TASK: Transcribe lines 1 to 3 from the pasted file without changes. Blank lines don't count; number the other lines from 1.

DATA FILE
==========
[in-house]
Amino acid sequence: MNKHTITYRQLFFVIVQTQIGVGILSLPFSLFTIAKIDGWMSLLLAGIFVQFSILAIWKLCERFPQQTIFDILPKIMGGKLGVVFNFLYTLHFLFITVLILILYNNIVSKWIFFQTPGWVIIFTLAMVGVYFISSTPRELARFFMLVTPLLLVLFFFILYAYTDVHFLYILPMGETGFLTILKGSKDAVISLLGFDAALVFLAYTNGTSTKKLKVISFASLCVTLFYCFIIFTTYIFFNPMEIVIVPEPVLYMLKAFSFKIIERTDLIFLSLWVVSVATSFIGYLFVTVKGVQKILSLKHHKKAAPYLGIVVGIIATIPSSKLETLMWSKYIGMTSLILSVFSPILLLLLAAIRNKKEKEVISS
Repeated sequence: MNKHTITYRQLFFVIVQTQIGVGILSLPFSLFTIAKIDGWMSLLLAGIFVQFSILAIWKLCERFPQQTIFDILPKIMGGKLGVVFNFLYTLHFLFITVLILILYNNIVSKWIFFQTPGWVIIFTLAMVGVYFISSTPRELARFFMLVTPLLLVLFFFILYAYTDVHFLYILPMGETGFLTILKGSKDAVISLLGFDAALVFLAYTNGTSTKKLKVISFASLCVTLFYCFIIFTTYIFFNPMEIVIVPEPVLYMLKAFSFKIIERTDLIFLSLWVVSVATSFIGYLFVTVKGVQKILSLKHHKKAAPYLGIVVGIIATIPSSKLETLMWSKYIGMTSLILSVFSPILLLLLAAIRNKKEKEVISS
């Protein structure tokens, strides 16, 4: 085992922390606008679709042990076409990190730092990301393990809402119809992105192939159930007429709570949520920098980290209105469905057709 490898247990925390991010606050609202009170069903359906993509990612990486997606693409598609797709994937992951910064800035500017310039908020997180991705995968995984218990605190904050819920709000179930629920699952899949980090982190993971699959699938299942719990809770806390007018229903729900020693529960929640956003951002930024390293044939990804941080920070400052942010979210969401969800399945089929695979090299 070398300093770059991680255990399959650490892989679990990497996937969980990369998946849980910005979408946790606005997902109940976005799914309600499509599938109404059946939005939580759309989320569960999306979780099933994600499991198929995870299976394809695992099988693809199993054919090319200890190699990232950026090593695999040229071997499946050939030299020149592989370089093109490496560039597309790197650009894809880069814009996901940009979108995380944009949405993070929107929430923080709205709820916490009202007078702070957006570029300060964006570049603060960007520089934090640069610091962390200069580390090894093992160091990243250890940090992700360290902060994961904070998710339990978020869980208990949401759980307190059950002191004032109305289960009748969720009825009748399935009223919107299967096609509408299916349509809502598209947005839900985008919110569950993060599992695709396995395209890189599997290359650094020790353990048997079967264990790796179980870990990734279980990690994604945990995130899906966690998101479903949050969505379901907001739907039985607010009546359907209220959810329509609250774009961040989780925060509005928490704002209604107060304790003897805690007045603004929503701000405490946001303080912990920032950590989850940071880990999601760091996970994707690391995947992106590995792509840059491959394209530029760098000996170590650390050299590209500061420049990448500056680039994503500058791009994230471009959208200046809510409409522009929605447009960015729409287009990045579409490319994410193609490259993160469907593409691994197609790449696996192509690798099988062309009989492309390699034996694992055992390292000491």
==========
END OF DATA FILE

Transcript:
[in-house]
Amino acid sequence: MNKHTITYRQLFFVIVQTQIGVGILSLPFSLFTIAKIDGWMSLLLAGIFVQFSILAIWKLCERFPQQTIFDILPKIMGGKLGVVFNFLYTLHFLFITVLILILYNNIVSKWIFFQTPGWVIIFTLAMVGVYFISSTPRELARFFMLVTPLLLVLFFFILYAYTDVHFLYILPMGETGFLTILKGSKDAVISLLGFDAALVFLAYTNGTSTKKLKVISFASLCVTLFYCFIIFTTYIFFNPMEIVIVPEPVLYMLKAFSFKIIERTDLIFLSLWVVSVATSFIGYLFVTVKGVQKILSLKHHKKAAPYLGIVVGIIATIPSSKLETLMWSKYIGMTSLILSVFSPILLLLLAAIRNKKEKEVISS
Repeated sequence: MNKHTITYRQLFFVIVQTQIGVGILSLPFSLFTIAKIDGWMSLLLAGIFVQFSILAIWKLCERFPQQTIFDILPKIMGGKLGVVFNFLYTLHFLFITVLILILYNNIVSKWIFFQTPGWVIIFTLAMVGVYFISSTPRELARFFMLVTPLLLVLFFFILYAYTDVHFLYILPMGETGFLTILKGSKDAVISLLGFDAALVFLAYTNGTSTKKLKVISFASLCVTLFYCFIIFTTYIFFNPMEIVIVPEPVLYMLKAFSFKIIERTDLIFLSLWVVSVATSFIGYLFVTVKGVQKILSLKHHKKAAPYLGIVVGIIATIPSSKLETLMWSKYIGMTSLILSVFSPILLLLLAAIRNKKEKEVISS